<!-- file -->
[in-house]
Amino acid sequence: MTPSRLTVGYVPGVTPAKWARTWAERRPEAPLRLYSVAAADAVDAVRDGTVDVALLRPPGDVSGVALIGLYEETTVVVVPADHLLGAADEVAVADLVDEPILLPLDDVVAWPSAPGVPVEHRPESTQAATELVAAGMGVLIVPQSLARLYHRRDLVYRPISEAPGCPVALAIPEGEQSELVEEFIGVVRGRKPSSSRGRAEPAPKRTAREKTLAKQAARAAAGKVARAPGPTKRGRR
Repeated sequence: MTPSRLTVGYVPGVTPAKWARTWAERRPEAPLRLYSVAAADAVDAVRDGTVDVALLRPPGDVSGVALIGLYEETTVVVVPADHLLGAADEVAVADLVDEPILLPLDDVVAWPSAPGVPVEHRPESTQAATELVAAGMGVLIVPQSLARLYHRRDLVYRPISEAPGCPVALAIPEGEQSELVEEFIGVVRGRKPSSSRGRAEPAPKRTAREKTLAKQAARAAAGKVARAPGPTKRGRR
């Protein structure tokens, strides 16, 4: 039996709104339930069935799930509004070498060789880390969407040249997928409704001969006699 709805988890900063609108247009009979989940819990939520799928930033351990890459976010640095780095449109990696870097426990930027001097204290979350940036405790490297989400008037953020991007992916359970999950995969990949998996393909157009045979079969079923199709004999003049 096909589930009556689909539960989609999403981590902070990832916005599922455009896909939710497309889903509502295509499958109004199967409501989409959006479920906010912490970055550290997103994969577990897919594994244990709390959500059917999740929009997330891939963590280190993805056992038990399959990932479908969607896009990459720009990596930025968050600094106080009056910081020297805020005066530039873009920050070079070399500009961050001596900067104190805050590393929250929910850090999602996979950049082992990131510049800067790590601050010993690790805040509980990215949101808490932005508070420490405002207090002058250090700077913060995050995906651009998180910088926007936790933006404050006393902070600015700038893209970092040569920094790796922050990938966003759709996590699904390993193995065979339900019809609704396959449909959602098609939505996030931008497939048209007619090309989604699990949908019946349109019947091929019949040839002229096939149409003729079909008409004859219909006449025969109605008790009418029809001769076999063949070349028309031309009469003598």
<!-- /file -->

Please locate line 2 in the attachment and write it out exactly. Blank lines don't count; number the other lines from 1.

Amino acid sequence: MTPSRLTVGYVPGVTPAKWARTWAERRPEAPLRLYSVAAADAVDAVRDGTVDVALLRPPGDVSGVALIGLYEETTVVVVPADHLLGAADEVAVADLVDEPILLPLDDVVAWPSAPGVPVEHRPESTQAATELVAAGMGVLIVPQSLARLYHRRDLVYRPISEAPGCPVALAIPEGEQSELVEEFIGVVRGRKPSSSRGRAEPAPKRTAREKTLAKQAARAAAGKVARAPGPTKRGRR